A ”Ministerial Direction” sounds like a very dry and boring aspect of civil service bureaucracy, but that is far from the case. It happens when a government Minister in the UK (an elected politician) insists that their most senior civil servant (the “Perm Sec”) takes an action that the civil servant believes is against the principles of good value for the taxpayer.

Or, as the Institute of Government puts it, “Ministerial directions are formal instructions from ministers telling their department to proceed with a spending proposal, despite an objection from their permanent secretary”.

They are unusual; through the nineties and noughties, a couple a year was the average. There were more around the banking crisis, and we have seen a not unexpected flood of directions in recent months around Covid-related issues. But often, they are not really reflecting a genuine disagreement between the Minister and the mandarin. It is more that the spending can’t definitely be seen as good value, so the permanent secretary has to seek the direction to protect themselves, even if they are wholeheartedly in agreement with the Minister in terms of the actual action.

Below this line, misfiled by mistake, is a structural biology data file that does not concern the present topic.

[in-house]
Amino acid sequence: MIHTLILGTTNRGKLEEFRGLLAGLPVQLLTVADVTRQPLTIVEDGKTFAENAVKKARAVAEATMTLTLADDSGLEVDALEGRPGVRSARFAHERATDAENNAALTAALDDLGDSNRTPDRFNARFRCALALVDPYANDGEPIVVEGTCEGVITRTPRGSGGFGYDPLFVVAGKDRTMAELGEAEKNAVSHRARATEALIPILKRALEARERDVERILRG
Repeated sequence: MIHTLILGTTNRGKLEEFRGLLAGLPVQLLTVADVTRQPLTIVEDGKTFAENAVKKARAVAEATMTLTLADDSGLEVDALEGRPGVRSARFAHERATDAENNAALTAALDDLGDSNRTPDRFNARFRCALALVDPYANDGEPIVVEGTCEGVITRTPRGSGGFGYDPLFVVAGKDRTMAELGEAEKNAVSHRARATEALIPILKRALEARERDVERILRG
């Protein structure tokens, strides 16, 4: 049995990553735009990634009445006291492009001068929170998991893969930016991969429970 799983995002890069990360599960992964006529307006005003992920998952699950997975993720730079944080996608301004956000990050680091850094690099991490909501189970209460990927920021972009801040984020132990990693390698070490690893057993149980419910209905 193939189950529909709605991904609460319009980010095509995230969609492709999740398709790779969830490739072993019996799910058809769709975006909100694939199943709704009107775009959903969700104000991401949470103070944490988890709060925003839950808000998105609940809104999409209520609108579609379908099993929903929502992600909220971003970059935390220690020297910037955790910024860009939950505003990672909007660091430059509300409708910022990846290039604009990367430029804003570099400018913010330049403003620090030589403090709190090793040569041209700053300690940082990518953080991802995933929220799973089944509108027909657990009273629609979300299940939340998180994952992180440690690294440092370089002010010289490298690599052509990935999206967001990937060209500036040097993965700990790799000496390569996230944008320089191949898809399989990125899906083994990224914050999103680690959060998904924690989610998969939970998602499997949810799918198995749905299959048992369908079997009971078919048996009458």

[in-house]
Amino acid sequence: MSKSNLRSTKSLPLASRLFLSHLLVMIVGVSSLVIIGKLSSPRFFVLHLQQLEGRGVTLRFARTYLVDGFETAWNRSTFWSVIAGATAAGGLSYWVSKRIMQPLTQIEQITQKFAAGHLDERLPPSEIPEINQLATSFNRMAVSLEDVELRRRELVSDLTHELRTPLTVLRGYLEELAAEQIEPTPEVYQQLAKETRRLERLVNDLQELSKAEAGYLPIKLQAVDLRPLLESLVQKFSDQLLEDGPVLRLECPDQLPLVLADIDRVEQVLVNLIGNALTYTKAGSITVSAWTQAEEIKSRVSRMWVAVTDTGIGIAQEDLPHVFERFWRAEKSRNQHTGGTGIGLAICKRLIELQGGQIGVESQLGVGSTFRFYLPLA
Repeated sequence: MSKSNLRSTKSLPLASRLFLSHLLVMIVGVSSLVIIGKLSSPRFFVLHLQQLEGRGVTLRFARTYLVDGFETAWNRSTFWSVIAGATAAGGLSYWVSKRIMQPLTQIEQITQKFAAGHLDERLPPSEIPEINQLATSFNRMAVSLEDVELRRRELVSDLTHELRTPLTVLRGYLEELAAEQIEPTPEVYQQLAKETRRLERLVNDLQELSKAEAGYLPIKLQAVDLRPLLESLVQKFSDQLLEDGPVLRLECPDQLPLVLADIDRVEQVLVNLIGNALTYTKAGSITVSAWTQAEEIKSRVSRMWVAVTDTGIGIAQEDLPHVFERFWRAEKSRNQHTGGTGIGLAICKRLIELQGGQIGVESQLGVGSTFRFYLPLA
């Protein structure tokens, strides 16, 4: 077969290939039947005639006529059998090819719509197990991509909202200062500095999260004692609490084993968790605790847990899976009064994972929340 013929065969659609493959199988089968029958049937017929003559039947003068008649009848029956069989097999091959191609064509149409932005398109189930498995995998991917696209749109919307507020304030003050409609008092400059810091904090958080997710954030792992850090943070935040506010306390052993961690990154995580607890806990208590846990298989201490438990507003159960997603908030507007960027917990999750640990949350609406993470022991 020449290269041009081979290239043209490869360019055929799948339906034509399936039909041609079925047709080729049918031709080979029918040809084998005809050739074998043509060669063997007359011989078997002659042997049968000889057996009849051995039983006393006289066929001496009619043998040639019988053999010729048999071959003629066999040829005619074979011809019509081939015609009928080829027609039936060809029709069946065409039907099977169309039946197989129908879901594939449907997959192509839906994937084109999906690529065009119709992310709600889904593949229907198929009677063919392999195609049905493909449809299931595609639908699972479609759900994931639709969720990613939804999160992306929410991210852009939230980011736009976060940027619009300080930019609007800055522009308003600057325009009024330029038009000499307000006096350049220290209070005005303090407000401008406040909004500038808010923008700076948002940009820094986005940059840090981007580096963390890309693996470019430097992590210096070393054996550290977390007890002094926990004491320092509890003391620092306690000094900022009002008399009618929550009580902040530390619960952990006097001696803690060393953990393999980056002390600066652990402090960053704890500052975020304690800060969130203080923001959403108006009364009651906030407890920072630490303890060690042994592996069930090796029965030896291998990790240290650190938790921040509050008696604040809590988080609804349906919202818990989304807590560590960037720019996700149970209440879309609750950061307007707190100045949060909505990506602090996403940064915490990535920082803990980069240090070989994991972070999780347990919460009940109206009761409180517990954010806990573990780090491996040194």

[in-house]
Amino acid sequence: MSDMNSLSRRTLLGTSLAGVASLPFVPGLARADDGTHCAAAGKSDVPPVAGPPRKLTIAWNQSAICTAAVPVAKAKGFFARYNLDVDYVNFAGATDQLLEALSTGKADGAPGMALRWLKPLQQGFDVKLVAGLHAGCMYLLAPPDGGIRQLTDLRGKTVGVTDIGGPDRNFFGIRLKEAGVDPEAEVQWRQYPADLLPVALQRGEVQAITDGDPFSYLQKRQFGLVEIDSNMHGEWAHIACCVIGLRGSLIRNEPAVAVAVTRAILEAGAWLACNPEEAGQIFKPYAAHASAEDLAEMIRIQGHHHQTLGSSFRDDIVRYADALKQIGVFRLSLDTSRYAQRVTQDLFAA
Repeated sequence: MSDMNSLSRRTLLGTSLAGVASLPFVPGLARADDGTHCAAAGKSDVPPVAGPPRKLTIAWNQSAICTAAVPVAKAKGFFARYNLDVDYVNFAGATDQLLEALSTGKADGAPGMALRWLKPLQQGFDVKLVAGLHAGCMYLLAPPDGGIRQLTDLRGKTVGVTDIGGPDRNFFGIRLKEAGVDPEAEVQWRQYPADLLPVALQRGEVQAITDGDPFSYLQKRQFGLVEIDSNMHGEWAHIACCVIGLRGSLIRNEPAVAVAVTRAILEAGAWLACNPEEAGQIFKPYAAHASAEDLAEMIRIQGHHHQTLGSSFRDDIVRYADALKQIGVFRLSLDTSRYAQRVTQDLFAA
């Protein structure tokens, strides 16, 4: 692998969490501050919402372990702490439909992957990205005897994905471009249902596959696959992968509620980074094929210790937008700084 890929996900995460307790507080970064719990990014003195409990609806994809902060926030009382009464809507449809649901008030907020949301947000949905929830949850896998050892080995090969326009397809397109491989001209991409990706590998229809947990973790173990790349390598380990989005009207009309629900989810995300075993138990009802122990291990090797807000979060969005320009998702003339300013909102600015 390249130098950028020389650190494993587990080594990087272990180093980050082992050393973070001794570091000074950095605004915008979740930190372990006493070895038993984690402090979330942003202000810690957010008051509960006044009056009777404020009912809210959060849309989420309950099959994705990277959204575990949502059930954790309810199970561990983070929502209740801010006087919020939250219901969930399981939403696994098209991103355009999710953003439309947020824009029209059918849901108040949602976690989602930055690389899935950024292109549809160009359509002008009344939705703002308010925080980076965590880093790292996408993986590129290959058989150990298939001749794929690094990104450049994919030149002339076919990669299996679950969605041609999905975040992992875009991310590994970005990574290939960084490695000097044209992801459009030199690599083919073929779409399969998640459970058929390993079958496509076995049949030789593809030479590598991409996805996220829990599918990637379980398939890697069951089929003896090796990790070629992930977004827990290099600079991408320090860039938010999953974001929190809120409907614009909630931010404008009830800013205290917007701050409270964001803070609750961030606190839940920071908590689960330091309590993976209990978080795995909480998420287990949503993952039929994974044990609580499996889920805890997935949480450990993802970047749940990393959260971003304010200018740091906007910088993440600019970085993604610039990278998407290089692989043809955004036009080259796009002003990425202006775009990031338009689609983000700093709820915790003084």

Much of the Covid spending in areas such as the furlough scheme for instance may prove to be poor value ultimately, and cannot be clearly justified upfront; but I suspect civil servants were right behind the Chancellor and fully supportive of the actions he took.

However, very occasionally you get a direction which reflects a real disagreement, where the Perm Sec is basically saying “I think this is a waste of money and I am doing it because you are forcing me to, you idiot”. Put in nicer words of course. And one such case came to light this week, relating to the UK investment in proposed purchase of OneWeb, a (bankrupt) start-up company whose ambition is to provide global broadband. $500m in equity investment is being considered to co-finance the purchase of OneWeb from US Chapter 11 bankruptcy proceedings.

Perm Sec at the Business Department, Sam Beckett, says in her letter to Alok Sharma, the Minister, that while in one scenario “we could get a 20 per cent return, the central case is marginal and there are significant downside risks, including that venture capital investments of this sort can fail, with the consequence that all the value of the equity can be lost”.